Christmas Cheese Board ideas

Posted by Luke Dolby on

Christmas Cheese Board ideas

As Christmas arrives and family and friends gather, one of my favourite parts of the Christmas day feast is the cheese board. I always make sure I’ve left a little room after the turkey and Christmas pudding, so that I can help myself to something off the cheeseboard. Nearly all supermarkets and stores have ready-made cheese boards - but it can be a lot of fun and usually more rewarding to create your own board. 

So where to start? Well, logistically speaking, you’ll need to work out how many people you are catering for and whether or not you intend the board to be part of a light snack at the end of the meal or a mainstay of an evening buffet. 100-150g of cheese per person is a good rule of thumb. By all means go bigger if you wish but it is worth remembering that if you load up the board with too many different cheeses, there is a good chance people won’t try them all or it will be too much for your guest’s palates. 


You should also try to think of the guests you are serving the cheese to. You may be a big fan of a particular stinky washed-rind cheese or a strongly flavoured blue but some of your guests may not be so enamoured! It may be worth playing it a bit safer than you normally would. That doesn’t mean either, that you have to go for the same old boring Cheddar, Stilton and Brie trio that you see in nearly all supermarket cheese boards, though that isn’t to say that there aren’t exceptional versions of these cheeses available. It is a good idea to pick different textures and types of cheese, to give a bit of variety to the board - which is often why these three cheeses are usually selected. 

Picking cheeses made from different milk is also a good idea, maybe try to include a goat’s cheese and/or a sheep’s cheese to the ones made from cow’s milk. Try a Camel’s milk or Donkey’s milk cheese if you really want to capture their imagination!

Selecting cheeses from different countries can be fun too, a nice Pont l'Evêque from France, A Manchego (made from the milk of the Manchega sheep) or the more rustic Queso Roncal - another Sheep’s milk cheese also from Spain, goes well with a Rauchkäse, a good smoked cheese hailing from Bavaria in Germany. This can be a good way of picking more unusual cheeses and ensures that your cheese board ends up different from the usual run of the mill shop-bought ones.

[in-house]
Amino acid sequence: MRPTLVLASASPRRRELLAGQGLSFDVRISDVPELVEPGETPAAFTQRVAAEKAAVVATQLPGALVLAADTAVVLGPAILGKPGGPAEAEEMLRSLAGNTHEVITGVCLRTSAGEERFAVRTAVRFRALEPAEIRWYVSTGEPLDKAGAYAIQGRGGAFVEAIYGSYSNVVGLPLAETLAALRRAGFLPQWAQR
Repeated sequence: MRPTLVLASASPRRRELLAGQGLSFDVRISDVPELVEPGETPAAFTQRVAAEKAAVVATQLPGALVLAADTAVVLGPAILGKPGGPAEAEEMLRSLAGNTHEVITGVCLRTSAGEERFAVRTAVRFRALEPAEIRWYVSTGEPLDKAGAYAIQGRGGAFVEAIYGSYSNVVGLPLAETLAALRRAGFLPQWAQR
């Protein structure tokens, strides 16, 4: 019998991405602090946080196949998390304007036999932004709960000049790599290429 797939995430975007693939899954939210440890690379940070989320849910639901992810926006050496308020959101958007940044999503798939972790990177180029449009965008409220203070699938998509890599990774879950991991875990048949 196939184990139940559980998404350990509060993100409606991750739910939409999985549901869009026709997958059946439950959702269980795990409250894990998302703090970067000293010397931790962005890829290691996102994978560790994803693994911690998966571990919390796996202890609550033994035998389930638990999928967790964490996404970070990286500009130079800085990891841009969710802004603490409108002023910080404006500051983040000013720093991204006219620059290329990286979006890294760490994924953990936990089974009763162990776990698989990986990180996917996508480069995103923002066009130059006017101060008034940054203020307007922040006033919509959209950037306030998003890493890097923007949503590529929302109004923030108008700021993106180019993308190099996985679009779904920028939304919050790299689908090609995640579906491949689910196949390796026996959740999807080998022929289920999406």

Personally, I like to pick between 4-7 cheeses to go on my board, making sure that I include a good blue, a soft goat’s cheese and a surface- ripened, bloomy rind type too. After that, it is down to personal preference, I usually opt for a smoked cheese and something sweeter like a Wensleydale with cranberries or apricots in, which always goes down well at Christmas. 

To accompany the cheeses on the board, I like to add crackers. I go for a few different types, an oatcake biscuit and a thin, wafer type that isn’t too strongly flavoured, so the cheese on top of it really gets a chance to shine and then maybe a nice sourdough biscuit to finish. I also like to add crusty bread and unsalted butter too.  A choice of chutneys is a must, perhaps a jam and then some grapes, a few thin slices of apple and some figs can be added as well. I decorate the board with celery sticks, a handful of cherry tomatoes, olives and pickles finish the board off nicely.

How to serve: A few basic rules that can help - cut soft cheeses like Brie when it’s cold and if you can, use a proper soft cheese knife.

For very soft cheeses you might use a wire bow cutter.

Wire Bow Cutter

Allow enough time for the cheeses to reach room temperature before serving - about an hour or so. They will taste better and you’ll get the real flavour of the cheese.

Cut cheese only when you need to, it will last longer. For harder cheeses use a cheese slicer to flake off slices of cheese onto your cracker.

Cheese Slicer

To accompany the cheese:

There is a bewildering variety of literature about pairing wines with cheeses - but here are a few basic rules to abide by:

Light red wines go well with soft cheeses. 

Stronger wines go better with more strongly flavoured cheeses. 

Sweet dessert wines and ports can be offset by salty cheeses like Stilton. 

Stick to these basic rules and you won’t go far wrong!

If you fancy supporting your local cheesemaker - and let’s face it, they’ve had a tough time since Brexit, Covid-19 and the recent energy crisis, many of them sell their cheeses online and several do their own ready-made cheese boards to order, which saves you all the effort! Here’s a list of some of my favourites….

Marlow Cheese:
Teesdale Cheesemakers: 
Lacey’s Cheese:
Nettlebed Creamery:
Cheese on the Whey:
Bath Soft Cheese:
The Traditional Cheese Dairy:
Cheesemakers of Canterbury:
Ahimsa Dairy:
Greenfields Dairy:
Hollis Mead Organic:
Sharpham Dairy:
Doddington Dairy:
Cornish Cheese Company:
Bevistan Dairy:
Old Cheese Room:

Share this post

← Older Post Newer Post →



Sold Out